press release

American painter Jasper Johns' now-iconic images of flags and targets of the late 1950s brought him critical acclaim and instant celebrity in the vigorous art scene of postwar America. Those images, depicted in an intentionally uninflected way, were radically different from the emotionally charged works of the Abstract Expressionists, and they offered a new way to think about the function and practice of art. In the 50 years since his first flag painting, Johns has continued to astonish viewers with the beauty and acumen of his work.

This Walker-organized exhibition of nearly 100 paintings, prints, and drawings explores his art of the past two decades--a period in which he has applied his virtuoso technique and incisive intelligence to a wide range of arresting new imagery, much of it intensely personal, melancholic, and even surreal.Johns was born in 1930 in Augusta, Georgia, and raised in South Carolina. He moved to New York in the eary 1950s and became friendly with a number of artists--notably Robert Rauschenberg, John Cage, and Merce Cunningham--who were inventing ways to introduce the experiences of daily life into their art, music, and dance works. Early on, Johns' images included what he called "things the mind already knows": commonly seen symbols such as the U.S. flag, alphabet letters, and numerals; household or studio objects such as paintbrushes, brooms, tableware, and clothes hangers; and "found" images that he encountered by chance and then incorporated into his work.

Personal content, while present, was often hidden within these impersonal images or buried beneath Johns' highly tactile painted surfaces. During the early 1980s his approach shifted, and viewers began to see a much more personal iconography in his work. There were depictions of things present in his studio or home, allusions to his childhood and souvenirs of his family, evocations of the spaces in which he lives and works, and quotations from artworks--his own and others'. He acknowledged this change in 1984: "In my early work I tried to hide my personality, my psychological state, my emotions. . . . I sort of stuck to my guns for a while, but eventually it seemed like a losing battle. Finally, one must simply drop the reserve." Past Things and Present: Jasper Johns since 1983 is an opportunity to study this recent material on its own.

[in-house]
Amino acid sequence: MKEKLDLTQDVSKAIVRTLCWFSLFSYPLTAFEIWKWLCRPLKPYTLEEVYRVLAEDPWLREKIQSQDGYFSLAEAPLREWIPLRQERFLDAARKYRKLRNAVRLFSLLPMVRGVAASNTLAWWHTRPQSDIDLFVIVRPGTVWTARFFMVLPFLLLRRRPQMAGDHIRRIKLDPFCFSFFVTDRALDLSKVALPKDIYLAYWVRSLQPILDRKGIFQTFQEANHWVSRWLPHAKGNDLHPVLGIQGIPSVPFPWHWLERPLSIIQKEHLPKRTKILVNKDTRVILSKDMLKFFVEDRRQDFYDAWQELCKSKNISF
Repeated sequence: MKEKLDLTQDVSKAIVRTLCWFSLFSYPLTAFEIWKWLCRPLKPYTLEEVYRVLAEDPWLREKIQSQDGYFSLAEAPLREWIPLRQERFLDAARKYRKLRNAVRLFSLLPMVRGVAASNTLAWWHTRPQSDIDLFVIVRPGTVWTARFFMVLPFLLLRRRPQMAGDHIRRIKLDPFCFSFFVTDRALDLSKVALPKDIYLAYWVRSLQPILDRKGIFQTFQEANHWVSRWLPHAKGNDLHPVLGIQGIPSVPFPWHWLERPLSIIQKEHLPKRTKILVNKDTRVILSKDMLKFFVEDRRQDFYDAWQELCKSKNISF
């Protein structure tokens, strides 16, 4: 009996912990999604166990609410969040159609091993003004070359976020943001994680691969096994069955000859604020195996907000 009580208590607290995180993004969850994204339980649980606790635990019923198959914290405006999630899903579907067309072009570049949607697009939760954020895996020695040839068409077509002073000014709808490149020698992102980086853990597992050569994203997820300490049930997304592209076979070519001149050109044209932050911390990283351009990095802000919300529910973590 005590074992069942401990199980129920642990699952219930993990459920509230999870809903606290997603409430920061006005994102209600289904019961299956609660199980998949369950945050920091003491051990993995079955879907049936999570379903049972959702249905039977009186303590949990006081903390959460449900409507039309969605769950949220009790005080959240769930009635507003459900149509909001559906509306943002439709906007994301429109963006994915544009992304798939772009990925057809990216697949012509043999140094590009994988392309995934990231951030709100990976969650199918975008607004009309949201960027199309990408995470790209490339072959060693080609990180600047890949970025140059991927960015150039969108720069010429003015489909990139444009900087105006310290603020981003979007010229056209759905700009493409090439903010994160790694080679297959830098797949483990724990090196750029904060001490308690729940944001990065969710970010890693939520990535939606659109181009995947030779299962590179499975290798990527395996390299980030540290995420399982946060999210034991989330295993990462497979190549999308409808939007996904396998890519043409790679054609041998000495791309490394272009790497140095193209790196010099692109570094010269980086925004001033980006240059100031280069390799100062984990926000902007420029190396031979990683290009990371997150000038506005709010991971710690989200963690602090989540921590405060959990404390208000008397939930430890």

The exhibition focuses on motifs introduced into the artist's work since 1983, and has at its core nearly all the prints made during the period, which are drawn from the Walker's complete archive of his graphic works. The balance of the show is comprised of paintings and drawings that expand the conversation around these motifs and weave in imagery familiar from his earlier work. Visitors will find several pieces based on the important 1983 canvas Ventriloquist, and Johns' Seasons will be represented by the beautiful encaustic painting Winter (1986) as well as numerous prints and drawings that treat the overall theme. His use of traced outlines of works by Holbein, Grünewald, and others is explored in a group of works that includes the encaustic-and-sand painting Green Angel (1990) from the Walker's collection. Johns' gorgeous monochromatic images from the so-called Catenary series of the late 1990s and early 2000s are represented, as well as several very recent works that incorporate the outlines of a painting by Manet. Pieces have been loaned from many important public and private collections--including Johns' own collection--and several of the works in the show have never before been publicly exhibited.


Past Things and Present: Jasper Johns since 1983

9.11.03 - 14.2.04 Walker Art Center, Minneapolis
24.3.04 - 23.5.04 Greenville County Museum of Art, Greenville / South Carolina
10.7.04 - 19.9.04 Scottish National Gallery of Modern Art, Edinburgh
7.10.04 - 2.1.05 IVAM Valencia
30.1.05 - 24.4.05 Irish Museum of Modern Art, Dublin